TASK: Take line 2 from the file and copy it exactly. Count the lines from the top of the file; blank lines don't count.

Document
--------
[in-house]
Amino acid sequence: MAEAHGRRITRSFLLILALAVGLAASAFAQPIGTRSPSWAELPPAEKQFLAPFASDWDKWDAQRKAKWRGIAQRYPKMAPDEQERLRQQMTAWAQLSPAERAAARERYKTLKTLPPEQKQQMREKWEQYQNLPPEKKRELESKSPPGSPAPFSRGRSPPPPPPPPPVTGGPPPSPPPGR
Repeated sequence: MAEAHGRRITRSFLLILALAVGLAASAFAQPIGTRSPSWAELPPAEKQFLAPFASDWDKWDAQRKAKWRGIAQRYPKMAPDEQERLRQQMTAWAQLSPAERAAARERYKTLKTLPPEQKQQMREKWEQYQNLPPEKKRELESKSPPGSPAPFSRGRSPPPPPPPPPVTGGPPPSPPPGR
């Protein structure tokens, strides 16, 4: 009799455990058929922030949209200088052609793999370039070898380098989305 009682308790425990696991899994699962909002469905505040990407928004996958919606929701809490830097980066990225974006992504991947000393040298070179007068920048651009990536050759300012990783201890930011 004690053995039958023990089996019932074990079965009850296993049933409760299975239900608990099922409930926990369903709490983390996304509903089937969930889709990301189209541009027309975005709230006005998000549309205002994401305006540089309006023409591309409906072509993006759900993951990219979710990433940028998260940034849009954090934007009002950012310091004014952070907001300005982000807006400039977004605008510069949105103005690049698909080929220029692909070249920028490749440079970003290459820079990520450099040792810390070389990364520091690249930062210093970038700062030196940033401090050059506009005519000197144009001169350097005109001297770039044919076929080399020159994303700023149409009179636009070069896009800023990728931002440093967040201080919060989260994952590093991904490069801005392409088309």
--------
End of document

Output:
Amino acid sequence: MAEAHGRRITRSFLLILALAVGLAASAFAQPIGTRSPSWAELPPAEKQFLAPFASDWDKWDAQRKAKWRGIAQRYPKMAPDEQERLRQQMTAWAQLSPAERAAARERYKTLKTLPPEQKQQMREKWEQYQNLPPEKKRELESKSPPGSPAPFSRGRSPPPPPPPPPVTGGPPPSPPPGR